The ultimate highlight of July 4 was the Mandan parade. The parade was an enormous undertaking, and that was just for the attendees. The day would begin around nine a.m. when sundry family members would congregate at Mom and Dad's house with their coolers and sunscreen and dicker over who would ride with whom. By ten, wedged into a distant parking space, we'd disembark with our essentials and trudge down to Main Street to claim our viewing spot on the grassy berm. We'd generally end up smack-dab in front of McDonald's, where my sister-in-law worked behind the counter. Our group generally consisted of my dad, two brothers, my little sister and me, and all our assorted kids. Mom couldn't take the heat, so she stayed back to mix up potato salad, toast dinner rolls, and whip cream to top her home-baked pies. Once my sister-in-law's shift ended, she'd stroll out to join the family gathering. My sister and I parked ourselves on a curb with our cameras, the men would loll behind us, and we'd throw out an occasional arm to stop our kids from traipsing out into the street.

(This is my school!)

The parade was a cornucopia of horses, marching bands, military veterans, kitschy polka bands atop floats, all manner of business establishment representation, and of course, farm implements. "I had one of those," Dad would exclaim so often that it became a running joke. We'd all stand for the American flag as it passed, and no one threw a tantrum about it.

Getting home was a mini-nightmare, but we'd turn around and do it again the next year. Mom and Dad's house was an oasis to our sweaty bunch of wayfarers. In her recliner, Mom snorted awake at the sound of the first pack of rag-tag parade revelers returning. My sister and I would ensconce ourselves in front of the basement television and watch MTV videos.

Like these:

Our kids played outside...and inside...and back outside...then inside (they were boys and had indefatigable energy). My brothers dozed in their living room chairs and Dad smoked out in the garage. Mom fretted over when to send someone to KFC to pick up a bucket of original recipe ~ my second oldest sister and her brood still hadn't shown up (we guessed that their regular wake-up time was sometime around noon). Everyone was starving and someone broached the notion of simply eating without them, but Mom wouldn't hear of it. Finally around five p.m. the lost travelers would appear and we'd chow down like we'd never in our lives tasted food.

When dusk finally settled, we straggled outside to sit on the concrete front step, nurse a cup of coffee and await the mini-show. My big brother, the long established expert, set up various explosives in the middle of the street and tried to coax the boys of the next generation to run out, barefoot, and fire them up. My little brother, not to be outdone, dragged out his purchased stash and started a parallel display. No sparklers made an appearance.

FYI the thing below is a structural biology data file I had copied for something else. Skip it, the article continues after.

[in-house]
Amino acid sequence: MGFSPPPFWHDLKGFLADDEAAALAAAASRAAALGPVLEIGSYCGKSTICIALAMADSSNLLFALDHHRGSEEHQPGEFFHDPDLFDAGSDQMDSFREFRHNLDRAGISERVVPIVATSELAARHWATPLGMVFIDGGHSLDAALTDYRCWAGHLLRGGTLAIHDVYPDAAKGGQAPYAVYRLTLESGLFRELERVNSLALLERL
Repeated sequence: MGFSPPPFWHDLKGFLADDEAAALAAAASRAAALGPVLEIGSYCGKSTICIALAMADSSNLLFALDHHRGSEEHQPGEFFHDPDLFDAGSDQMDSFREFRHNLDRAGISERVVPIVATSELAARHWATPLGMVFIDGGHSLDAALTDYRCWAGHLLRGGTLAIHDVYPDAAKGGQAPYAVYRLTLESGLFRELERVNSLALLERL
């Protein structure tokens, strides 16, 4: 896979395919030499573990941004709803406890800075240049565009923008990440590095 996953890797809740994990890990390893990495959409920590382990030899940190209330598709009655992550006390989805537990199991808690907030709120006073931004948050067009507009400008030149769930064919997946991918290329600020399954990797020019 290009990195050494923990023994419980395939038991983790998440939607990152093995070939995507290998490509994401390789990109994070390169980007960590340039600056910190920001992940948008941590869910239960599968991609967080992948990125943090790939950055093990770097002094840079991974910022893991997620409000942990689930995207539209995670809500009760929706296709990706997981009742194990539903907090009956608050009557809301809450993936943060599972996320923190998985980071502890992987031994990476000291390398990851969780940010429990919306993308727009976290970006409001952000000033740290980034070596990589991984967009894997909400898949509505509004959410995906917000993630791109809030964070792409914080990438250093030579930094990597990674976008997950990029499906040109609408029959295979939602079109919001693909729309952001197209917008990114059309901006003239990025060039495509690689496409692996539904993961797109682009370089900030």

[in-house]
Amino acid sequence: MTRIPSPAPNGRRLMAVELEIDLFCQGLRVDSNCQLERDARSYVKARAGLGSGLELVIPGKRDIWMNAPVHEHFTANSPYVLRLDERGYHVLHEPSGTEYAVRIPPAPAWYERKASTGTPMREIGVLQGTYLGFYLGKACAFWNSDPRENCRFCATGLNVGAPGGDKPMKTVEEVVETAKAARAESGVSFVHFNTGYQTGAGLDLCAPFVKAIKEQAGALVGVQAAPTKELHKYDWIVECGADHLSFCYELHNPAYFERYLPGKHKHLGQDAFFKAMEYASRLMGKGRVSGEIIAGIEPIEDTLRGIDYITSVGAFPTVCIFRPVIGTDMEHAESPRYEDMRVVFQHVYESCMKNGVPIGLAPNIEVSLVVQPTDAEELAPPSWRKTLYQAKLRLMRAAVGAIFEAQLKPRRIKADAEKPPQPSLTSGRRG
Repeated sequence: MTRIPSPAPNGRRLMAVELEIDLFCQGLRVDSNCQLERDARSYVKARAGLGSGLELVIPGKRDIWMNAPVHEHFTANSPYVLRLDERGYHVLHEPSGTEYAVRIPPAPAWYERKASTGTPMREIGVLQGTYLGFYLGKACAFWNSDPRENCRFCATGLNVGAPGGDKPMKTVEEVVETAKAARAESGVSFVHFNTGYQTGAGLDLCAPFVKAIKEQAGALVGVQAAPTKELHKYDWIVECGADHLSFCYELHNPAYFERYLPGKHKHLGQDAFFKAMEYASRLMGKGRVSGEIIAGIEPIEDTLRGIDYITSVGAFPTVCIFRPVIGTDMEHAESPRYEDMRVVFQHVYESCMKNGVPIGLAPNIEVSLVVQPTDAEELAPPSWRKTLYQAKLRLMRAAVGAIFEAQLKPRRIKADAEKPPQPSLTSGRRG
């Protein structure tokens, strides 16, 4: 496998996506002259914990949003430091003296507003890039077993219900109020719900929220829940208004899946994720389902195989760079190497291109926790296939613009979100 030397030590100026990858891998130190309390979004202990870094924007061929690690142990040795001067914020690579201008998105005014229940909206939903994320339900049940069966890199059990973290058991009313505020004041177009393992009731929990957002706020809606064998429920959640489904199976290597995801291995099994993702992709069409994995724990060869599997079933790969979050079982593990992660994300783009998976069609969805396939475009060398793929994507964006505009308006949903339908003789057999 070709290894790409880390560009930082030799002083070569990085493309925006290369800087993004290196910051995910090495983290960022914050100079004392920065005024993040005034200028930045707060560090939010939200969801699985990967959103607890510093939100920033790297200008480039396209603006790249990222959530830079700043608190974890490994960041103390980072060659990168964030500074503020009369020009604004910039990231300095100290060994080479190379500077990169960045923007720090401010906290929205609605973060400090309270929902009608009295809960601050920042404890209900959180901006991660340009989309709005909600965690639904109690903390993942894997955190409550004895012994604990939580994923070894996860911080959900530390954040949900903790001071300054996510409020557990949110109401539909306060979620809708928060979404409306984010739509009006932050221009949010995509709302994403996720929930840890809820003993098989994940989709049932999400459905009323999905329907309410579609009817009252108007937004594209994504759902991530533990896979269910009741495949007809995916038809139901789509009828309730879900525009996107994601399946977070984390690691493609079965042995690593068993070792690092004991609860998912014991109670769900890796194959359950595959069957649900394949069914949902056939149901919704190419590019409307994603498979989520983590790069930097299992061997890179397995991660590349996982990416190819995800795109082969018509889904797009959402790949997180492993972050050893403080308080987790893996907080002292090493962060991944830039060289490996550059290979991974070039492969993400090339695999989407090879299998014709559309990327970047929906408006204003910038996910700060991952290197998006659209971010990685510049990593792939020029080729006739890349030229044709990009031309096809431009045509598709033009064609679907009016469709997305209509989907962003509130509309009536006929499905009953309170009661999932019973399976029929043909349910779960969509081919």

I wasn't all that impressed ~ been there ~ but I cherished the nearness of my family and their familiar scents.

I didn't know how soon it would all end. Too soon.

The Fourth of July is so different now. Somebody's lighting firecrackers outside my window as I write this. And I don't actually care, although I wonder where they laid their hands on them, since this is a scaredy-cat state.

My family (those that remain) won't read this, but I want to say that I love you and I miss you.

And my heart aches today for those ordinary, precious times.

Sunday, June 17, 2012

Outlook Good


My mom and dad used to host card parties sometimes.  I'm not exactly sure how many times, because all I have to go on are some hazy memories and some black and white photos that I purloined from my mom's photo albums.

I remember that the parties were always held on a Saturday night.  My folks only hung out with people they were related to.  It's not that they were snobs, or clannish.  But those were the people they interacted with on a day-to-day basis.  My dad and his brother were in the farming biz together, so it was only natural that they had a close bond.  Thus my mom and my dad's brother's wife were friends, because what choice was there, really?  No, no.  They actually were friends.  My aunt was sort of an adventurous type, for her weight, which was enormous.  Many a dark moonlit night, she'd throw the car seat as far back as it would go, in order to fit behind the steering wheel of her 1952 black Ford sedan.  And off she'd go, burning up the back-country roads, with my mom on the passenger side, and us waifs sitting in the back.  My mom loved Aunt Barbara's free-spiritedness.